The RT dose to each of the two possible sites of recurrence was determined by the total RT dose and the type of RT field (flank only or whole abdomen). For example, in a patient who received 10 Gy to the flank, the RT doses to the flank and beyond-flank sites were recorded as 10 Gy and 0 Gy, respectively. If the patient received 10 Gy to the whole abdomen, by contrast, the RT doses to the flank and beyond-flank sites were both 10 Gy. The aim of the statistical analysis was to estimate the impact of the different RT doses (0, 10 Gy, 20 Gy) and DOX in preventing tumor recurrence in the flank and beyond-flank sites in the abdomen after tumor spillage in abdominal stage II and stage III patients. Each patient contributed two data records to the logistic regression analysis, one for the flank and one for beyond flank. The odds ratios (OR) for tumor recurrence in relation to RT dose and DOX were adjusted for each other, for stage of disease and for recurrence site (F vs. BF). The correlation between the two treatment outcomes (flank, beyond-flank) in the same patient was accounted for by using robust standard errors based on a statistical procedure known as generalized estimating equations (GEE) (9,10). Estimation and comparison of relapse-free survival (RFS) and overall survival (OS) rates were conducted using the Kaplan-Meier (11) and log-rank (12) procedures.
Thirty-three among 450 patients (7.3%) in whom there had been operative spillage developed recurrent disease in the abdominal cavity [11 flank only, 13-beyond-flank (BF) only, and 9-both]. The flank was the most common site of relapse (20/33, 61%). The frequency of abdominal recurrence after treatment with two- or three-drug chemotherapy and no RT among stage II patients was 13.3% (14/105). Despite the entire peritoneal cavity being at risk for tumor recurrence from spilled cells, the flank was the most common site of recurrence in unirradiated stage II patients: the flank alone was a site of recurrence in 8 of the 14 unirradiated patients (57%), beyond-flank alone in 1 and both sites in 5 patients. The frequency of tumor development from spilled cells after treatment for all irradiated patients was 5.5% (19/345). (Table 1).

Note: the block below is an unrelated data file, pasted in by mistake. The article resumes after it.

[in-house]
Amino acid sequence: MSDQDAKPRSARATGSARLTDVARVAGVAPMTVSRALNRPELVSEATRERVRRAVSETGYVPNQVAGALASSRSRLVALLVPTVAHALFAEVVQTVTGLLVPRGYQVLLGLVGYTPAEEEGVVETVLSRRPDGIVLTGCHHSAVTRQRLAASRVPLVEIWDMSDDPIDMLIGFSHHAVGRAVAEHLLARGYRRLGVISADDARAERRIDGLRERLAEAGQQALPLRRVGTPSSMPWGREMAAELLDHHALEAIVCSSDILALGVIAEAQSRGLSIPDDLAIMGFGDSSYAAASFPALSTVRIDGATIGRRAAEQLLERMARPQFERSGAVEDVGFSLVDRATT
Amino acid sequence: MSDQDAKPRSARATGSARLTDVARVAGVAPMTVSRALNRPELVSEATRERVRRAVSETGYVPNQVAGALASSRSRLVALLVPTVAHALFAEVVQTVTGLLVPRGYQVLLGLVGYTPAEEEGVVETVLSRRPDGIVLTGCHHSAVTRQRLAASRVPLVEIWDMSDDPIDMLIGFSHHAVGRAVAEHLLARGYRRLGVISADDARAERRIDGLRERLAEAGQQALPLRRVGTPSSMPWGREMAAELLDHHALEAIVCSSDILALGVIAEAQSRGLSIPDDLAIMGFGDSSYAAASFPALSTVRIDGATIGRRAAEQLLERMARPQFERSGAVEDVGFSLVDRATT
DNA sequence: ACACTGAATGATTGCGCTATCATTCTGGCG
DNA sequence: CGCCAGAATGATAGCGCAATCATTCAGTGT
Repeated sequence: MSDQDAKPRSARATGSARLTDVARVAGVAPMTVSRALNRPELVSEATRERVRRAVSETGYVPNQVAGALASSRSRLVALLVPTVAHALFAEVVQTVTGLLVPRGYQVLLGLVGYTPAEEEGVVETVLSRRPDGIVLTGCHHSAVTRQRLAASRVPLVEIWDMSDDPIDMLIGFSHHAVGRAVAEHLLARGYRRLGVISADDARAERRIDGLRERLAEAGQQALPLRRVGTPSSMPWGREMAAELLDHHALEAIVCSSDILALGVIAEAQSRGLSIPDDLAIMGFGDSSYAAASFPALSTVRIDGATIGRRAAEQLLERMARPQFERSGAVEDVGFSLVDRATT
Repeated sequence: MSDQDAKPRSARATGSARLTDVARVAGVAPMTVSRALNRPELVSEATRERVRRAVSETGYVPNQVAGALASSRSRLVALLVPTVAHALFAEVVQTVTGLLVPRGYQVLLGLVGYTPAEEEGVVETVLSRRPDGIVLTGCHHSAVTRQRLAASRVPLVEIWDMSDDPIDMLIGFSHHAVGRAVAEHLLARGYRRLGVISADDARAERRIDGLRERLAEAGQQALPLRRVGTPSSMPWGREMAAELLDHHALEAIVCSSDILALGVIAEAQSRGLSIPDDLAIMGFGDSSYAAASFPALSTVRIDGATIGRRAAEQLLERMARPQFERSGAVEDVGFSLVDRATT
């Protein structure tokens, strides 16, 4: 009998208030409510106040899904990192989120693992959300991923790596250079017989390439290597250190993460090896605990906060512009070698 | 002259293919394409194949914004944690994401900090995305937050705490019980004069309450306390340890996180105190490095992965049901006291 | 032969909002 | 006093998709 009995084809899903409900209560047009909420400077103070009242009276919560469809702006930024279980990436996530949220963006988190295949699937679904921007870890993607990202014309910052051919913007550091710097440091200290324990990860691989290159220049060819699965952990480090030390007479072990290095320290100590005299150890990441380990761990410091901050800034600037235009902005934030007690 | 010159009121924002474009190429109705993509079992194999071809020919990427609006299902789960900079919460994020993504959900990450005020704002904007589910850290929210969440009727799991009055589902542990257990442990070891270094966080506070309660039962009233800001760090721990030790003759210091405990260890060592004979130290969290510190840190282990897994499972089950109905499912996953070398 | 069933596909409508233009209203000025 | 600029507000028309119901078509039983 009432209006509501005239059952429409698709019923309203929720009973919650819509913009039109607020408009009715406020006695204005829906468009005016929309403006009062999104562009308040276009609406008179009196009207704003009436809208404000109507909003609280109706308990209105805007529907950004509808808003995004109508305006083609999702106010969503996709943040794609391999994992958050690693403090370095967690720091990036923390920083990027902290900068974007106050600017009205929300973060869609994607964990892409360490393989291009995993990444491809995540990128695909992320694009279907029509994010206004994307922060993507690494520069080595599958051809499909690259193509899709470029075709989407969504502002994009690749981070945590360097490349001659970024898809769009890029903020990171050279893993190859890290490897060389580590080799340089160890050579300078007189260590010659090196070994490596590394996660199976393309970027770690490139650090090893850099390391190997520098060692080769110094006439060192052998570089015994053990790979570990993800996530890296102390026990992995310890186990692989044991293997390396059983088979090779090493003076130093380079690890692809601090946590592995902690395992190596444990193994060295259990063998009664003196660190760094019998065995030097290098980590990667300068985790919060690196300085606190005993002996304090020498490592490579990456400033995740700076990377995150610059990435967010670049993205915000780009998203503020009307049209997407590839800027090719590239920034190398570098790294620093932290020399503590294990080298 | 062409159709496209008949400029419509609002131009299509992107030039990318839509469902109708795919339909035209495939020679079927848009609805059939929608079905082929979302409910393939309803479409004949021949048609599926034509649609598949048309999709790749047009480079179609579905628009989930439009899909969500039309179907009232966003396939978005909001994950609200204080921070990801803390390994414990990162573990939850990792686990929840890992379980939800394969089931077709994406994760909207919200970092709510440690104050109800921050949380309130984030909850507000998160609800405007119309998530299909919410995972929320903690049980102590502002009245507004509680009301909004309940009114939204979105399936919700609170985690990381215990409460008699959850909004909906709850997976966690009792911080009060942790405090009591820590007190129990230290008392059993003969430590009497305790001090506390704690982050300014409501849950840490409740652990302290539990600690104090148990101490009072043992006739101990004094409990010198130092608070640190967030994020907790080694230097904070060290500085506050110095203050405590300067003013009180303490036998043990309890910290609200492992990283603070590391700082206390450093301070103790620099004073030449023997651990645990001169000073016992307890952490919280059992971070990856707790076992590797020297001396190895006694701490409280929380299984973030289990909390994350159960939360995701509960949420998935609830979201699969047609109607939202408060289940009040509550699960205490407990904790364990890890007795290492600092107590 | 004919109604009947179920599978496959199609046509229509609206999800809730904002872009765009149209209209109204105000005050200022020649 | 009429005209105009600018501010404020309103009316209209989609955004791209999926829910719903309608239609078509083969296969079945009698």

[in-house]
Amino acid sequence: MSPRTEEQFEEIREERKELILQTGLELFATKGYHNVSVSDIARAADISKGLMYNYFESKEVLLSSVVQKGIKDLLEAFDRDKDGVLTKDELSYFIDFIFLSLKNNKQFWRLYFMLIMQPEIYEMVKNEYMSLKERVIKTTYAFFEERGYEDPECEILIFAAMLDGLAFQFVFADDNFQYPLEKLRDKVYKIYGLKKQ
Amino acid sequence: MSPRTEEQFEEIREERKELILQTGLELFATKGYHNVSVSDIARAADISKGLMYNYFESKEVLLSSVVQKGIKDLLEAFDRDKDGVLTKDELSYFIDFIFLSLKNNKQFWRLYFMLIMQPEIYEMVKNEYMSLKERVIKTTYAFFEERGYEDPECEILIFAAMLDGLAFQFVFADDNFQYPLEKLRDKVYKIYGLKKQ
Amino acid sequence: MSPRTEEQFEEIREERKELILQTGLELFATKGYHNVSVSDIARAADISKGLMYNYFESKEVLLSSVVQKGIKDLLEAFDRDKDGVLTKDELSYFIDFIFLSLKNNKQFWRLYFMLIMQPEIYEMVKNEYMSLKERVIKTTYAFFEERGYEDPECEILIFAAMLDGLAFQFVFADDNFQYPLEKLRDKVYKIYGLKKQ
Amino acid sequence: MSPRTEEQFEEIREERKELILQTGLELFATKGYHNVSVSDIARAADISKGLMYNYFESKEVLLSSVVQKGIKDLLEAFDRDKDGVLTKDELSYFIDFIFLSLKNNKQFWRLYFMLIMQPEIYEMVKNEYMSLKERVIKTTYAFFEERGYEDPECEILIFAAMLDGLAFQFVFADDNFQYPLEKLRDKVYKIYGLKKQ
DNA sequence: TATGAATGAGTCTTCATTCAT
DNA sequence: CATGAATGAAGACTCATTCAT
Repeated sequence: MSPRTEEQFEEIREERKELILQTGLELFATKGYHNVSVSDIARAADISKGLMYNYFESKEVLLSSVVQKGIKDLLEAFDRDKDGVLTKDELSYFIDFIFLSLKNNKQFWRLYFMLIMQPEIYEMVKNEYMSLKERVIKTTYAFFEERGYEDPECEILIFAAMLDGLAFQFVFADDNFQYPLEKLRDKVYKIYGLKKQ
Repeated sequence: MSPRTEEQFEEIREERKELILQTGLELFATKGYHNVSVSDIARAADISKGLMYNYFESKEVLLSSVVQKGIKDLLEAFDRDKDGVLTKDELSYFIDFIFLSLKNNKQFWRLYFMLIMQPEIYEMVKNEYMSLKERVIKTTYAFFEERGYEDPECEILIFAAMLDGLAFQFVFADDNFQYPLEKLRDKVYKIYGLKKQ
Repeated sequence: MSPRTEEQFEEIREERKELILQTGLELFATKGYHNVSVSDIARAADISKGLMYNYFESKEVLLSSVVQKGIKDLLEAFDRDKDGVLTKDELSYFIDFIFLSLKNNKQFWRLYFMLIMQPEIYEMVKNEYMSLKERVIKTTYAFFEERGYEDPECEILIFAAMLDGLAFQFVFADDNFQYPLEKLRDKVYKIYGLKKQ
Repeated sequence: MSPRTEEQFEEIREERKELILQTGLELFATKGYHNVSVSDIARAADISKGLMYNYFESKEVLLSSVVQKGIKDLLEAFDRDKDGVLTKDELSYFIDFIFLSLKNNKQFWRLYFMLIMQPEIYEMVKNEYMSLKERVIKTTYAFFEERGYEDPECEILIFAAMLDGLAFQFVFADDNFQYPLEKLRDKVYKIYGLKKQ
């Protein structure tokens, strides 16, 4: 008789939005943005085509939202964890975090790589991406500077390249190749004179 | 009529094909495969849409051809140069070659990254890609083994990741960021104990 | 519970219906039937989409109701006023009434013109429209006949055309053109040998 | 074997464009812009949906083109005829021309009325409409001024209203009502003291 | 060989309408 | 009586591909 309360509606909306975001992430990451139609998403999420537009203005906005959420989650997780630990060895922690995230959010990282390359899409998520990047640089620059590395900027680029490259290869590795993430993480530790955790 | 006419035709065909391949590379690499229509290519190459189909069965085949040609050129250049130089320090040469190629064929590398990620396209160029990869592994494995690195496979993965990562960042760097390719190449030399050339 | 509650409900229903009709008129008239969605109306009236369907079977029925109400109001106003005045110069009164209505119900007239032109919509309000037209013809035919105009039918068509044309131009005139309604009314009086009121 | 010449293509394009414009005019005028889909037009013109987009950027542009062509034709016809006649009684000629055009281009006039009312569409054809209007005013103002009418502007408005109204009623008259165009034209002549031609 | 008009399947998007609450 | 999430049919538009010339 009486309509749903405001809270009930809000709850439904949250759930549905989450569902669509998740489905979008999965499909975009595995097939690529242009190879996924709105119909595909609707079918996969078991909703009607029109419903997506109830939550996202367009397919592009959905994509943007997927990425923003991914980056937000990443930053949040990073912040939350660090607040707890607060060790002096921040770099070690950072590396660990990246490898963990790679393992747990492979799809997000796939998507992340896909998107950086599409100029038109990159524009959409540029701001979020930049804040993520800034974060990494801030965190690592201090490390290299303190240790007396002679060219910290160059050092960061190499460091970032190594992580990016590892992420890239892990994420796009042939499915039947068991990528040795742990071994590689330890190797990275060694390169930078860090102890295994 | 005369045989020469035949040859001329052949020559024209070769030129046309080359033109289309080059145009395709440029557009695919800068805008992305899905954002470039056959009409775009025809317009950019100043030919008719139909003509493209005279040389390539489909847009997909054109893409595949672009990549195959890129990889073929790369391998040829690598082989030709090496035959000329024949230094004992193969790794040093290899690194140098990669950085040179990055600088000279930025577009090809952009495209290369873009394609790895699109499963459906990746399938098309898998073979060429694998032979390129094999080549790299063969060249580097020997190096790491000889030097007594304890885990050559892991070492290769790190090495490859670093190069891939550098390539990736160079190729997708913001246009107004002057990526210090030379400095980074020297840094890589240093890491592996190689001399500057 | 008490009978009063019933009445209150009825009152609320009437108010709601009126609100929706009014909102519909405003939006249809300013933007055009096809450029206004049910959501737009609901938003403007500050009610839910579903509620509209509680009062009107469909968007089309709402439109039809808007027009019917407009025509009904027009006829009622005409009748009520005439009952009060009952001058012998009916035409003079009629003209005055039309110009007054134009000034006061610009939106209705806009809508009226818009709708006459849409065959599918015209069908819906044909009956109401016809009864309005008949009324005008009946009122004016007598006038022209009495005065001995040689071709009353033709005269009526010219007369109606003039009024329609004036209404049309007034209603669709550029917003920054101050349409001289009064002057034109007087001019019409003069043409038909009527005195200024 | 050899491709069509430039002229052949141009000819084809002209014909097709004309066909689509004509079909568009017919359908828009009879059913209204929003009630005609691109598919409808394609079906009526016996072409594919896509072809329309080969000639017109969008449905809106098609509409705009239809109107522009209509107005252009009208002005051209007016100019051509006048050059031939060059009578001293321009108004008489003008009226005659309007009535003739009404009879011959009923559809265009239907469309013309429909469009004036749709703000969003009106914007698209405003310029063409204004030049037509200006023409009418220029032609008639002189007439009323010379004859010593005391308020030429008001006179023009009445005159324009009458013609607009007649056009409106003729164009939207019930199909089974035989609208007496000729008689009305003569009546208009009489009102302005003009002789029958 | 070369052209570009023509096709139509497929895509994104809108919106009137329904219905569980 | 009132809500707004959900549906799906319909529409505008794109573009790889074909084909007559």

The outcomes by site of recurrence and RT dose for flank and beyond-flank recurrences in Stage II and III patients are summarized in Table 2 and Fig. 1. The flank relapse rates for 0 Gy, 10 Gy and 20 Gy were 12.4%, 3% and 0% respectively. The beyond-flank relapse rates for 0Gy, 10Gy and 20Gy were 6.2%, 2.5% and 2.6% respectively. After adjustment for site of recurrence and institutional stage of disease (Table 3), the odds ratio (OR) for the risk of tumor recurrence relative to no RT was 0.26 for 10 Gy (95% CI 0.09–0.79, p-value 0.02) and 0.06 for 20 Gy (95% CI 0.01–0.53, p-value 0.01). The p-value of the adjusted test of trend for relapse with dose of RT was 0.002.
This analysis was performed excluding flank relapses in stage III patients because not only spilled cells but also other factors inherent in the definition of stage III such as positive surgical margins, lymph node invasion etc. can also contribute to flank recurrences.
The outcomes by RT dose for flank recurrence in stage II and beyond-flank recurrence in Stage II–III patients are summarized in Table 4. The flank relapse rates for 0 Gy and 20Gy were 12.4% and 0% respectively. None of the patients with stage II tumors received 10Gy in NWTS-3,4. After adjustment for the site of recurrence, the odds ratio (OR) for the risk of tumor recurrence relative to no RT was 0.38 for 10 Gy (95% CI 0.11–1.30, p-value 0.12) and 0.16 for 20 Gy (95% CI 0.02–1.26, p-value 0.08) (Table 5). The p-value of the adjusted test of trend for relapse with dose of RT was 0.02.